The NFL’s top health and safety officer acknowledged Monday there is a link between football-related head trauma and chronic traumatic encephalopathy, or CTE — the first time a senior league official has conceded football’s connection to the devastating brain disease.
The admission came during a roundtable discussion on concussions convened by the U.S. House of Representatives’ Committee on Energy and Commerce. Jeff Miller, the NFL’s senior vice president for health and safety, was asked by Rep. Jan Schakowsky, D-Ill., if the link between football and neurodegenerative diseases like CTE has been established.
“The answer to that question is certainly yes,” Miller said.
He said he based his assessment on the work of Dr. Ann McKee, a Boston University neuropathologist who has diagnosed CTE in the brains of 176 people, including those of 90 of 94 former NFL players. The disease can only be diagnosed after death.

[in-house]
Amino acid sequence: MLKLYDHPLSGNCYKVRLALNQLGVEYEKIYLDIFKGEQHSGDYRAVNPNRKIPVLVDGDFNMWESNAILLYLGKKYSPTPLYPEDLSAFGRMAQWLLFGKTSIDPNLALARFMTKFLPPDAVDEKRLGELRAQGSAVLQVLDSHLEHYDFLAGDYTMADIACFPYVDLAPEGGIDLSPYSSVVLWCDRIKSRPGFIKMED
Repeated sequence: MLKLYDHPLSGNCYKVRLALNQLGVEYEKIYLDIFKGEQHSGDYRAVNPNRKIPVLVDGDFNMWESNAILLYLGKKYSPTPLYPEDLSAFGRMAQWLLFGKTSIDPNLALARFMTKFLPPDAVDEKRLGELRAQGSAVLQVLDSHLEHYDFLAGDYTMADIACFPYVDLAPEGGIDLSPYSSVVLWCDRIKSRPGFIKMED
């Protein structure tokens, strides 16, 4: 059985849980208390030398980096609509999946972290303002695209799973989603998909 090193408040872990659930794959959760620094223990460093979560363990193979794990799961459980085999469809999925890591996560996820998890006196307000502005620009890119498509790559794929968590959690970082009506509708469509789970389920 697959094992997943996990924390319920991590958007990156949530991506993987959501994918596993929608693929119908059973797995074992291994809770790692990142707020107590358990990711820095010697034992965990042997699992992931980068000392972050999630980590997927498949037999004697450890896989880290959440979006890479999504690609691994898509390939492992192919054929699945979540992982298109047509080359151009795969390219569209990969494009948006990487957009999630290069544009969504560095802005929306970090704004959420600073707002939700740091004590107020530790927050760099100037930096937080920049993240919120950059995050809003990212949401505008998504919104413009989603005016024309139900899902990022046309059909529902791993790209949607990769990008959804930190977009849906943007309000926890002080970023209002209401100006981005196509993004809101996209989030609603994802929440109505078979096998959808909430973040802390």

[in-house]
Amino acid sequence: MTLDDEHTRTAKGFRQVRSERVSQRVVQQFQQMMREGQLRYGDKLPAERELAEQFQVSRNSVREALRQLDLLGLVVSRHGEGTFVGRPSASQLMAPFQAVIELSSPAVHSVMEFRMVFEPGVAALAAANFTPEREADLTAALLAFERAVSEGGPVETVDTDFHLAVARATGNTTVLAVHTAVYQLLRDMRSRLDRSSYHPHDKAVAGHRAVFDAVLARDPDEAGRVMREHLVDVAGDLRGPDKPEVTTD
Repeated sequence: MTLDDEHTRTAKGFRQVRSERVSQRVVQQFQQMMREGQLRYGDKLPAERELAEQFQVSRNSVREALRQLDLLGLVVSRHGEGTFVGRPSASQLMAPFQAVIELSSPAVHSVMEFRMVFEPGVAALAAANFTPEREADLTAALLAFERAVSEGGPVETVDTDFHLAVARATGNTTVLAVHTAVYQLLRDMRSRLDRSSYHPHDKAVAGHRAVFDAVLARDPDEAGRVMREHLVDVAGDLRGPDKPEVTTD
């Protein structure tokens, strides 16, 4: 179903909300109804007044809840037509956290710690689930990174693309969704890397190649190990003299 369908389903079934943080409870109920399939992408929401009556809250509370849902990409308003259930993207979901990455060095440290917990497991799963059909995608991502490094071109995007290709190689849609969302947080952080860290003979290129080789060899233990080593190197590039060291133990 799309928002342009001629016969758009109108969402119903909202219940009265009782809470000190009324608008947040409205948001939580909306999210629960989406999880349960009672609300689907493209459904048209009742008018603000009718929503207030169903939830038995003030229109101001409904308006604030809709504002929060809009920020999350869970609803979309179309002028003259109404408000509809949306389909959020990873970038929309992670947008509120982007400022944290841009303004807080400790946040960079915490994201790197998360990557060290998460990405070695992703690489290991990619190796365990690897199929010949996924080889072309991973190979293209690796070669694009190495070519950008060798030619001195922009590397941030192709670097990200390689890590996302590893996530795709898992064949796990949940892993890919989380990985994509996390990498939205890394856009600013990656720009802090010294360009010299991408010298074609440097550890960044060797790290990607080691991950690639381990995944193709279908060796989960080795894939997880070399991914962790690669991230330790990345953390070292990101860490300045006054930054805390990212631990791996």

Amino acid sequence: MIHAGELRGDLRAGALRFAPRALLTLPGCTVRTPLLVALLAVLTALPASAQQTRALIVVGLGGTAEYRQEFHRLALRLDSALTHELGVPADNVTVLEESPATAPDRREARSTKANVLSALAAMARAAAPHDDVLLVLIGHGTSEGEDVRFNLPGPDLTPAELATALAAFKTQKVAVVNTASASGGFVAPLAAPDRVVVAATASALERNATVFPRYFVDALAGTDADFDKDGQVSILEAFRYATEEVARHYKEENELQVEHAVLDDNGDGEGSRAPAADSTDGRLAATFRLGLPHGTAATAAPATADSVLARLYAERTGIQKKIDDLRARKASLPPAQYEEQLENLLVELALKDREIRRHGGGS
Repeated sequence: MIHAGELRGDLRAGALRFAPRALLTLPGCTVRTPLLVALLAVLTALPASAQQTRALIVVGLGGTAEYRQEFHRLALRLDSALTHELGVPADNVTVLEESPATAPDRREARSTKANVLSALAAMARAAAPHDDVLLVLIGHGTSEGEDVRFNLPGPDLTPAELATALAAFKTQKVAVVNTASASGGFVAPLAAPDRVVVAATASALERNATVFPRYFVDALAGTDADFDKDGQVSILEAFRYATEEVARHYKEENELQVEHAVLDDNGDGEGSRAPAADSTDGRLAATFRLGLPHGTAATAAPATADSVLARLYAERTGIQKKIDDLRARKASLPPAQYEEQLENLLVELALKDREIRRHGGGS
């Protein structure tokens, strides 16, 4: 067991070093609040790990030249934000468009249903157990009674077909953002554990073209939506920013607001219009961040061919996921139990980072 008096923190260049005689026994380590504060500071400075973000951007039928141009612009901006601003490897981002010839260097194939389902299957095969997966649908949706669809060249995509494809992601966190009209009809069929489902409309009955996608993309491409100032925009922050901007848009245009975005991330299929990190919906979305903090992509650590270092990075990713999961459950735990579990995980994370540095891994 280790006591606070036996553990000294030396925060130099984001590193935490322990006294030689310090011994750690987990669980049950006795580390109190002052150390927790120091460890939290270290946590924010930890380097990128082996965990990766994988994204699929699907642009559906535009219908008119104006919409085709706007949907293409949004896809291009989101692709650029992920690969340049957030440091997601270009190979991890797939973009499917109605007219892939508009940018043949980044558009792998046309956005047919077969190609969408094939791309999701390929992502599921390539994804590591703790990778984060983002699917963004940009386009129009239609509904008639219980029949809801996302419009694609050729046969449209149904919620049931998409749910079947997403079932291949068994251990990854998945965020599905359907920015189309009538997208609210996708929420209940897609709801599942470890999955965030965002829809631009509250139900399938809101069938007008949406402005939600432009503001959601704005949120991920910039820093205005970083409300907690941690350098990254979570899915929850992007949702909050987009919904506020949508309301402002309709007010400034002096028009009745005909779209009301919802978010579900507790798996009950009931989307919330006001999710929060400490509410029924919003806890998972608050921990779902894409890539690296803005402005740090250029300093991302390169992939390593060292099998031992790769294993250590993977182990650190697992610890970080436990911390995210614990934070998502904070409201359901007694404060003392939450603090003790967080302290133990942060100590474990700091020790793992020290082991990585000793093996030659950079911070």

“I think the broader point, and the one that your question gets to, is what that necessarily means, and where do we go from here with that information,” Miller said, noting that little is known about the prevalence of the disease or the risk of incurring it.
On Tuesday, the NFL released this statement: “The comments made by Jeff Miller yesterday accurately reflect the view of the NFL.”
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